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William Howard Taft
|William Howard Taft|
|27th President of the United States|
March 4, 1909 – March 3, 1913
|Vice President||James S. Sherman|
|Preceded by||Theodore Roosevelt|
|Succeeded by||Woodrow Wilson|
|10th Chief Justice of the United States|
July 11, 1921 – February 3, 1930
|Preceded by||Edward Douglass White|
|Succeeded by||Charles Evans Hughes|
|Born|| September 15, 1857|
|Died|| March 8, 1930 (aged 72)|
|Spouse(s)||Helen Herron Taft|
Taft served as Solicitor General of the United States, a federal judge, Governor of the Philippines, and Secretary of War before being nominated for President in the 1908 by the man who preceded him, Theodore Roosevelt. As a Republican President, Taft was most notable for trust-busting, in which he broke up large businesses that had too much control over the economy. Taft also expanded civil service, fixed up the United States Postal Service and promoted world peace. Taft also started the tradition of the president pitching the first ball of the baseball season. Early in life, Taft had played baseball. He was a good second baseman and could hit with power 
In 1912, Theodore Roosevelt came back into politics and ran for President against William Howard Taft. Many Republicans split their votes between Taft and Roosevelt, and the Democratic opponent Woodrow Wilson won the election.
After the presidency
In 1921, Taft became the 10th Chief Justice of the United States Supreme Court, the only President to do so. He retired from the job on February 3, 1930 due to bad health.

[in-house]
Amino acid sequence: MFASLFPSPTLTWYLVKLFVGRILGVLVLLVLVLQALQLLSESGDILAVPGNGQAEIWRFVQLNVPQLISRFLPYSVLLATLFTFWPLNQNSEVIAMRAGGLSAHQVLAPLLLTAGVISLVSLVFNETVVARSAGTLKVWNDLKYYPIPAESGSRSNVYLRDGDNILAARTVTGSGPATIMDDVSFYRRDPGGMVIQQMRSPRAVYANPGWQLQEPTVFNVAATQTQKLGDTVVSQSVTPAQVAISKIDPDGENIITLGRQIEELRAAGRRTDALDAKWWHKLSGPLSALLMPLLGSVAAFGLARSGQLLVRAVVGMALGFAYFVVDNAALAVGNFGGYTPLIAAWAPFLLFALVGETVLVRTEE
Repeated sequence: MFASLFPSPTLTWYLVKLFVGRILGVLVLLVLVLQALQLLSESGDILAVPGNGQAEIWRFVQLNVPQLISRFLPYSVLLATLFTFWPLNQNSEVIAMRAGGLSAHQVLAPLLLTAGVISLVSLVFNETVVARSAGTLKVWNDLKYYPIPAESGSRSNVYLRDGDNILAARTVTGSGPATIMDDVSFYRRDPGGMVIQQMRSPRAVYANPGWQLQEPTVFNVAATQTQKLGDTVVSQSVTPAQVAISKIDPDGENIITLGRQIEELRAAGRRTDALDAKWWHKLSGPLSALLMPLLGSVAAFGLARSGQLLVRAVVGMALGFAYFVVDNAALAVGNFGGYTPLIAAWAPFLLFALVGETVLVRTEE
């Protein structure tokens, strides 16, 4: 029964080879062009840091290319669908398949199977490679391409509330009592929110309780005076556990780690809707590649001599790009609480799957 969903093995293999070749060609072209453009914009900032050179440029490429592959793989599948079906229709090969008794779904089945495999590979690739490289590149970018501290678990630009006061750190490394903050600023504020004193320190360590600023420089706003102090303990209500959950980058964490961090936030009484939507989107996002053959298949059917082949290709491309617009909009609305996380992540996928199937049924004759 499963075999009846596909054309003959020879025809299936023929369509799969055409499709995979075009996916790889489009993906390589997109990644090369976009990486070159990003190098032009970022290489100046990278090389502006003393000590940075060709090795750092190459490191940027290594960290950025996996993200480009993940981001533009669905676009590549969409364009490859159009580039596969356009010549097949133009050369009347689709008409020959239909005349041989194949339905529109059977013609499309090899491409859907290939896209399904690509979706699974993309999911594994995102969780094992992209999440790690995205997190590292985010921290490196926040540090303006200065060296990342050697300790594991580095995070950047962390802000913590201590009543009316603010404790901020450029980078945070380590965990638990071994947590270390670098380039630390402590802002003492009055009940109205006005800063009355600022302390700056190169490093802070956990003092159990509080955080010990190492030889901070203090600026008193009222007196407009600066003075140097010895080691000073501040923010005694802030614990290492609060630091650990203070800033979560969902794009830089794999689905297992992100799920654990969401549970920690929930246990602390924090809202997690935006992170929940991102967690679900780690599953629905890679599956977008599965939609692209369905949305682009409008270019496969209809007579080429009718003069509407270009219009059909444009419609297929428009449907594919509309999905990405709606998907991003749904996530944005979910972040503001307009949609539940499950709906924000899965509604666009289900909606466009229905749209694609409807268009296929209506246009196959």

Taft was the most obese president. He was 5 feet, 11.5 inches tall; his weight was at 335–340 pounds toward the end of his Presidency. He had difficulty getting out of the White House bathtub. He had a 7-foot (2.1 m) long, 41-inch (1.04 m) wide tub installed. This tub could accommodate four normal-sized men. It was replaced in 1952 with a modern tub of similar size.
- Matviko, John W. (2005). The American president in popular culture. American Popular Culture Through History Series. Greenwood Publishing Group. pp. 66. . http://books.google.co.uk/books?id=xavpmPflWygC&pg=PA66&dq=taft+first+ball+baseball+tradition&lr=&cd=3#v=onepage&q=taft%20first%20ball%20baseball%20tradition&f=false.
- Historic Homes of the U.S. Presidents. p. 120. http://books.google.com/books?id=p8RBlp8bNpwC&pg=PA120&lpg=PA120&dq=william+howard+taft+second+baseman&source=bl&ots=FPXvB2daVE&sig=0_6C1Rn2ivMDHSfbjia8l-WpCVU&hl=en&ei=FhY7TuCDD7SCsALw5rUX&sa=X&oi=book_result&ct=result&resnum=4&ved=0CC8Q6AEwAw#v=onepage&q=william%20howard%20taft%20second%20baseman&f=false.
- William Howard Taft, President and Chief Justice
- Carnes, MC. William Howard Taft. McPherson, JM eds. To the best of my ability: the American Presidents 2000, 188–194 Dorling Kindersley. New York, NY:
- Sotos, John G. (September 2003). "Taft and Pickwick". Chest 124 (3): 1133–1142. .
- The White House Museum: Master Bathroom
- Arlington Cemetery